The mining business dwindled in the mid 20th Century, turning Ruby into a veritable ghost town. Today, Ruby is considered one of the best-preserved mining towns in Arizona, due in part to its being privately owned - there is a charge for admission to the site. Within, you'll find numerous old west buildings including a historic jail, old schoolhouse, and other derelict buildings. The spooky and solemn atmosphere is underscored by a colony of 1.5 million Mexican free tail bats that make their home in Ruby's abandoned mine shafts from May to September. Their emergence en-masse from the mine at sundown is wonderfully haunting.
This living museum is located 40 miles east of Phoenix and is the gateway to the Superstition Mountains in the legendary Valley of the Sun. Goldfield was originally a wild west town and has been refurbished into a highly enjoyable tourist destination. The historic town offers many old west attractions where you can pan for gold, take a ride on Arizona’s only narrow gauge train, and witness an old west gun fight performed by the famous Goldfield Gunfighters. While a bit kitschy, Goldfield is great fun for the whole family and offers picturesque mountain views.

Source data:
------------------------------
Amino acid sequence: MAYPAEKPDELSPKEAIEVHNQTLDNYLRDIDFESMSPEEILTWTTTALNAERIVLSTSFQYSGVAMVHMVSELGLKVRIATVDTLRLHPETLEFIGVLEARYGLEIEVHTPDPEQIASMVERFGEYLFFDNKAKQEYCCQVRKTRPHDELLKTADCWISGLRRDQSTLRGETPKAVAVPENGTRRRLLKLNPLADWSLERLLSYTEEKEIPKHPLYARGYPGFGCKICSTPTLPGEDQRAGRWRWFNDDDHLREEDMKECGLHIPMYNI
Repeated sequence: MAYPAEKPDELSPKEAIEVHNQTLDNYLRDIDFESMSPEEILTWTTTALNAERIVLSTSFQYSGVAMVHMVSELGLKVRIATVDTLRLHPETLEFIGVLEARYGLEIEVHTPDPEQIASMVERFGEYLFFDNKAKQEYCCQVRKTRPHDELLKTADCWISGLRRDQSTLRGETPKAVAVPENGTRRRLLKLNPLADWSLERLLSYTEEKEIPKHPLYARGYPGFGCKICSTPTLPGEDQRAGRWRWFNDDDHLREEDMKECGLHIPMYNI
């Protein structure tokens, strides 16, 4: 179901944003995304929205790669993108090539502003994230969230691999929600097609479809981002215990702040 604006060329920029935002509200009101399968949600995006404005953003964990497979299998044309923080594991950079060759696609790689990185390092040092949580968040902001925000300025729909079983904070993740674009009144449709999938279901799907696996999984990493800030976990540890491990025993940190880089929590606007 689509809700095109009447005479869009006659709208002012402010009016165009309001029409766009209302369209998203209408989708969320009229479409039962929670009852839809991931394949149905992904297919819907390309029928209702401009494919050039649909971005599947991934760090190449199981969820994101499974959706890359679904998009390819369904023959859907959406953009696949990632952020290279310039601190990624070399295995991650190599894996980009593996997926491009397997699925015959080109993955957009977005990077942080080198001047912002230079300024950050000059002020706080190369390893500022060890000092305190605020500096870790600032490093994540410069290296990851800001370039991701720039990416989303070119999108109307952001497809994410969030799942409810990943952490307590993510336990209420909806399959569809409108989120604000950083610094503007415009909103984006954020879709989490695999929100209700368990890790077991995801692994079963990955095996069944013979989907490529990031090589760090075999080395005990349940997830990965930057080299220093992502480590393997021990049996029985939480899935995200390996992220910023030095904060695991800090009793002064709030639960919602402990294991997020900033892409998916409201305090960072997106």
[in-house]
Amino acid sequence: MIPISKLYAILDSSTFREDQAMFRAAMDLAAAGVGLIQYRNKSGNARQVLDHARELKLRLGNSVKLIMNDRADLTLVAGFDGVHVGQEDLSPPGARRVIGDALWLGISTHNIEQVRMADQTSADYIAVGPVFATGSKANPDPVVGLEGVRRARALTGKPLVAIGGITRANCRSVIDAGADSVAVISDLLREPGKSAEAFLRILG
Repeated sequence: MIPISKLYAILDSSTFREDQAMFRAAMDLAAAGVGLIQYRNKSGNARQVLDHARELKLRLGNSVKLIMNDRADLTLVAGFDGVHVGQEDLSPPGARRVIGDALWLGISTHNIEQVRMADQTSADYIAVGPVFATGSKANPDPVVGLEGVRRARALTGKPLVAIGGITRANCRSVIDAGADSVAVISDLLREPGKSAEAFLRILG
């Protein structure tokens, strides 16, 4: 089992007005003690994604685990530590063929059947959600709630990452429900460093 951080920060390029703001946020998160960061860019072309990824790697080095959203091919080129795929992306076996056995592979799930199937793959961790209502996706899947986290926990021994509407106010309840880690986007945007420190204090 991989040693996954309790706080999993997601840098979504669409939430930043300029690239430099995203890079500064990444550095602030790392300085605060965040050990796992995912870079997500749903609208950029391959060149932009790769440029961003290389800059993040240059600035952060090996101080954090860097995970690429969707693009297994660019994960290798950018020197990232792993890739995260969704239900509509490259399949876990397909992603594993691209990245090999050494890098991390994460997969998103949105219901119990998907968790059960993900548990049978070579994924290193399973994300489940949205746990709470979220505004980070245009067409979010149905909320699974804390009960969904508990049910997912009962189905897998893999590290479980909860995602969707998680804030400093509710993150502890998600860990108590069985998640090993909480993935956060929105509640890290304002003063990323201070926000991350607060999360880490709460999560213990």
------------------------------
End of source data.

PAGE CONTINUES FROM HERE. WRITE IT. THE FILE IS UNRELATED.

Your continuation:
Goldfield was founded when, true to its name, prospectors struck gold in the area in 1892. That initial strike was worth as much as three million dollars, a vast fortune at the time, and prospectors and miners from all over flocked to this golden goose. The town's colorful residents increased and Goldfield expanded to include several saloons, a hotel, and a brewery, funded by fifty mines within the district. Goldfield, however, was destined to live fast and die young: the vein of gold ore faulted and the grade of ore dropped just 5 years after the town's founding, and Goldfield slowly died away.
Miners were able to revive the vein in the 1920s, but the renewed prosperity again only lasted five years. However, when Robert F. Schoose - a ghost town and mining enthusiast - passed through the area in 1966 he fell in love with the derelict town. He eventually purchased the town in 1984 and reconstructed it into a living ghost town attraction.
Today, the streets are lined with authentic old west buildings, people in period costume, horses and wagons, and enough attractions to cater to all types of visitors. For a fun and family friendly ghost town experience, Goldfield is the perfect destination.